A new drug has been developed which provides all the same benefits of exercising but without the exertion.
Scientists have identified a chemical, found naturally in muscle cells, that triggers some of the same health benefits as exercise.
The hormone irisin increases naturally as a result of repeated bouts of exercise
The chemical, known as irisin, turns on the genetic machinery that converts white fat tissue into beneficial brown fat. Brown fat is thought to burn off excess calories as heat. Irisin levels increase naturally in the body as a result of repeated bouts of prolonged exercise.
Researchers from Harvard Medical School injected modest amounts of the hormone into obese, pre-diabetic mice. Within just 10 days of treatment the mice had better control of blood sugar and insulin levels, and had lost a small amount of weight.
Publishing their results online in Nature, scientists emphasised that there were no side effects with the treatment, because the experimental dose matched that induced by normal exercise.
Researchers believe it could become the basis of a drug that might reach the clinical testing phase in as little as two years. It could lead to treatments for obesity, diabetes and cancer.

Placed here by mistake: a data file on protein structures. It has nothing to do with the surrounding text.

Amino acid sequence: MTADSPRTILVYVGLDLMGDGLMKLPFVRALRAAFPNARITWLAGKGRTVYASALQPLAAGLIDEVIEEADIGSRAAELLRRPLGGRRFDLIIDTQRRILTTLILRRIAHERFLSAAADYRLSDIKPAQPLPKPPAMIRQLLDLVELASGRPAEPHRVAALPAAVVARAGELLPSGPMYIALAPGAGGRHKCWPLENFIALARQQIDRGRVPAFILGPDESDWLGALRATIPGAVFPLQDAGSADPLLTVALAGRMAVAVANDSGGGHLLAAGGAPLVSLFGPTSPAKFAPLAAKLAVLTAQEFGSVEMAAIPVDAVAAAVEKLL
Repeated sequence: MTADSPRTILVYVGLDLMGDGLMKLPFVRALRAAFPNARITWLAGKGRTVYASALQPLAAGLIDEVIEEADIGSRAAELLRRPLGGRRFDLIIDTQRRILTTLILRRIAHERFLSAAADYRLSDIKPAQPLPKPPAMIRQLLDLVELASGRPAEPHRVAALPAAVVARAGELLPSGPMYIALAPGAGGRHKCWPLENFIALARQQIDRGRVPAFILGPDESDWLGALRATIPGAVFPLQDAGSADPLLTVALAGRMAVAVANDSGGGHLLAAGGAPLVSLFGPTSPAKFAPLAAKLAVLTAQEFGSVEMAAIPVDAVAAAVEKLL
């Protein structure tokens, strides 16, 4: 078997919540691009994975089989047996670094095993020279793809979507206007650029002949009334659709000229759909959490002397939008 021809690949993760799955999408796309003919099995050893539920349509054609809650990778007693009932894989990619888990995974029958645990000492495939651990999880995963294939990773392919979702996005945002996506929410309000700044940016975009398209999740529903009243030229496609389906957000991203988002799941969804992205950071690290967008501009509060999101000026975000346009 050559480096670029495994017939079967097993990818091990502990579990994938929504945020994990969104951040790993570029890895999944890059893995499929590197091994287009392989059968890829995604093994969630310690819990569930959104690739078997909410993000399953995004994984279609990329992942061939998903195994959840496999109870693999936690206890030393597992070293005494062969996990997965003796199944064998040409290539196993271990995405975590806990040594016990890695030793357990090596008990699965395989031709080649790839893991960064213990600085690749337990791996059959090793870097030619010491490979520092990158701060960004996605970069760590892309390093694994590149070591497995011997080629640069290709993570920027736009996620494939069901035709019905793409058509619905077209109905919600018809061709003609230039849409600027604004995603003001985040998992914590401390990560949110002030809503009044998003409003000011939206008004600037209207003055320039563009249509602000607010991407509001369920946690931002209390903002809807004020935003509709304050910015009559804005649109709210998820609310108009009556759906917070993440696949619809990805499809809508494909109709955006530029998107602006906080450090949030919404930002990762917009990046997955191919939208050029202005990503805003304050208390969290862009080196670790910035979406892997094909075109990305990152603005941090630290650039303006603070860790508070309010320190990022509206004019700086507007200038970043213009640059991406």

But Prof Bruce Spiegelman, who led the study, warned the discovery will not allow people to skip the gym and build muscles by taking irisin supplements, because the hormone does not appear to make muscles stronger.
“We’re not trying to replace diet and exercise. That is still important," he added.
According to the latest government figures, more than 60 per cent of adults in England and a third of 10 and 11 year-olds are overweight. Obesity and chronic health conditions such as high blood pressure and diabetes cost Britain £20 billion a year.
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